Now, in the past if you had certain elements that already existed inside of a group, and then you wanted to add additional elements to that group, you probably created the shape, then went ahead and ungrouped all the elements in your group, selected everything altogether now including the new elements, and then regrouped them, which may have worked fine then but if you have an attribute applied to the group, when you go ahead and you ungroup your object you will lose those attributes as well. Let me illustrate this by giving you an example. We are going to go ahead over here. I'm going to deselect my shape. I'll go to my Type tool here and I'll create a Point Text object and I'll type Option+R to create a registered trademark symbol on my keyboard. I'll go ahead and I'll just change the size here. I'm going to go ahead and scale this up to make it just a little bit bigger so we could see it. Maybe we will go ahead and we will fill this white, so we will go ahead and we will change our Fill color here to white.
I'll drag this registered trademark symbol let's say right about over here. Let's just put it somewhere where we all know that we can see it. Now, if I go ahead and I move this design element elsewhere that registered trademark symbol is not part of the group. So as I mentioned before in the past I might go ahead and I might choose Object > Ungroup to ungroup all my elements, but notice now that my Drop Shadow disappears. Even if I now go ahead and I choose all the elements and I choose to regroup them now into one group, the Drop Shadow doesn't come back. Once I got rid of the group the Drop Shadow disappeared. So what we want to do is we want to find a way to add that registered trademark symbol to our artwork without having to destroy the group.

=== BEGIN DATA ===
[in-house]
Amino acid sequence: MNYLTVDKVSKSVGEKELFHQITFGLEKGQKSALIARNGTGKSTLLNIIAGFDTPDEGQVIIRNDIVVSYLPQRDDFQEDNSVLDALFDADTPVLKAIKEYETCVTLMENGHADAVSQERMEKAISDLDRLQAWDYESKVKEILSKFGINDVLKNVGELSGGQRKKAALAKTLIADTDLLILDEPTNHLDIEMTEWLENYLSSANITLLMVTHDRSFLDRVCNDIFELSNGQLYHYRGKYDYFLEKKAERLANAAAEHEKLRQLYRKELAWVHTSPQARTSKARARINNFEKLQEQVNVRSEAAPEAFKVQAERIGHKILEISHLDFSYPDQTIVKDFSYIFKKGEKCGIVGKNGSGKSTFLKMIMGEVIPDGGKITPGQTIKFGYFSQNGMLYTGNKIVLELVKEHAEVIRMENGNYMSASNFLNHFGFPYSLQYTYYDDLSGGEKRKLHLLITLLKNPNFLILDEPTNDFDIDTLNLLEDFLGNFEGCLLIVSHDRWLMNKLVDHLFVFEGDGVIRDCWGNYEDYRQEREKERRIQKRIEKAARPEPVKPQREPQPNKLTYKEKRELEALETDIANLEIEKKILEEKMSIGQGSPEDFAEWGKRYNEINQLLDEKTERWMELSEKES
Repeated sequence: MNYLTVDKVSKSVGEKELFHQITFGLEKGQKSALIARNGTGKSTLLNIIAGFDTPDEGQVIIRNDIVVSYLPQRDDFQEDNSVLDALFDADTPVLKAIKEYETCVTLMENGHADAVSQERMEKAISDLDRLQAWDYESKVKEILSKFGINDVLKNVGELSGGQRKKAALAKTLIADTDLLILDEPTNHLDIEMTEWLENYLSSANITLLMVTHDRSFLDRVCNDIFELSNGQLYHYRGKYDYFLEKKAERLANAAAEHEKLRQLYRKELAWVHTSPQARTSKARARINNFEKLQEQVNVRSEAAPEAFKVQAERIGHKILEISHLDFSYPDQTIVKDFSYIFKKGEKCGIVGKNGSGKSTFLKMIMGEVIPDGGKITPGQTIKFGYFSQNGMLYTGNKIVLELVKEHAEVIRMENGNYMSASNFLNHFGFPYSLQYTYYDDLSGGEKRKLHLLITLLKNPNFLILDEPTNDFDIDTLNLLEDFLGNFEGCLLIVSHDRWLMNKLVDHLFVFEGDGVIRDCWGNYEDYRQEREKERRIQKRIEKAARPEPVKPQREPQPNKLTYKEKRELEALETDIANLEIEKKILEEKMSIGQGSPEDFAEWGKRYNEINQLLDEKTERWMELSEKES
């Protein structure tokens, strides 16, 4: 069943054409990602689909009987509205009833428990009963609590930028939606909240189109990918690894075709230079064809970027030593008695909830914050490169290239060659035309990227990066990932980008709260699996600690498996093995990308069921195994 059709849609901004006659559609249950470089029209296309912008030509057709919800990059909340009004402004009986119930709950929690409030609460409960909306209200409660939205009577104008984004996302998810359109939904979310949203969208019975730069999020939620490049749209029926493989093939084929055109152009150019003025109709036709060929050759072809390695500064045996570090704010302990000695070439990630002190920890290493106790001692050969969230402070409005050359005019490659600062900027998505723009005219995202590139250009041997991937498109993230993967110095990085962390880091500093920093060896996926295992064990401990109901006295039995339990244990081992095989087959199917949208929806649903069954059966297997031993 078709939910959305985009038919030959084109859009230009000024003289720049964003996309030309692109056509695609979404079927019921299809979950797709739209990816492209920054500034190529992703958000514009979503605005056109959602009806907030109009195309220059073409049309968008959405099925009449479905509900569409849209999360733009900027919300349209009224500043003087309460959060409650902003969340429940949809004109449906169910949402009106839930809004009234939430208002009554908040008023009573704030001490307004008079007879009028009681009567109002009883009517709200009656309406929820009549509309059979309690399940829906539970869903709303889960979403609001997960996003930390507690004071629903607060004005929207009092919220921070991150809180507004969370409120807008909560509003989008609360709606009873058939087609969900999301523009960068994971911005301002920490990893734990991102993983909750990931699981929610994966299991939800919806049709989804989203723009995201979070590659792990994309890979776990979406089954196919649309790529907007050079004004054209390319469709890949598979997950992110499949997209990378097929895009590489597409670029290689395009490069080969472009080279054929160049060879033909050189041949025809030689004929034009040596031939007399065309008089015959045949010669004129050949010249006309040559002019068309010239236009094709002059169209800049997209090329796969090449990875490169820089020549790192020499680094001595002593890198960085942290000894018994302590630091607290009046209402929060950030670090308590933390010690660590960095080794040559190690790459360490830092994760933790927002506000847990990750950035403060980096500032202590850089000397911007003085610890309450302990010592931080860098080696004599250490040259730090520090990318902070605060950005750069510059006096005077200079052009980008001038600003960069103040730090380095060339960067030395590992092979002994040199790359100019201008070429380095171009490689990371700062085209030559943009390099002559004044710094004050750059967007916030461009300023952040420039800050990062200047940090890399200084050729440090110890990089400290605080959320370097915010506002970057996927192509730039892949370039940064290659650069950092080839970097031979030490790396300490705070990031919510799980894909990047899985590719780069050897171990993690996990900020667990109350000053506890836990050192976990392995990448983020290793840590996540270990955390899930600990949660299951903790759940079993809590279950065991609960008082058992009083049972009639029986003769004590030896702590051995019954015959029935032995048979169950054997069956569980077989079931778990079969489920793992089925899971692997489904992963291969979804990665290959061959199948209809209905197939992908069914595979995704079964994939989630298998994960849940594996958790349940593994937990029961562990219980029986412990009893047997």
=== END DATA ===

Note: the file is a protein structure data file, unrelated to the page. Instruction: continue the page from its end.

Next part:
So I'm going to press Command+Z or Ctrl+Z just to go back to where I had the Drop Shadow applied to the group. I'm now going to take this registered trademark symbol and I'm going to copy it or actually cut it to my clipboard; I'm going to hold down Command+X or Ctrl+X on PC. Now what I'm going to do is I'm going to use something called the Isolation mode feature to get into the group. So I'm now simply going to go ahead and double click on the group itself. Notice the background now, its dimmed but its no longer selectable. I have now isolated my group here. I can see over here this gray bar. I'm now in Layer 1 and I'm now inside of this group here that I created inside of Layer 1.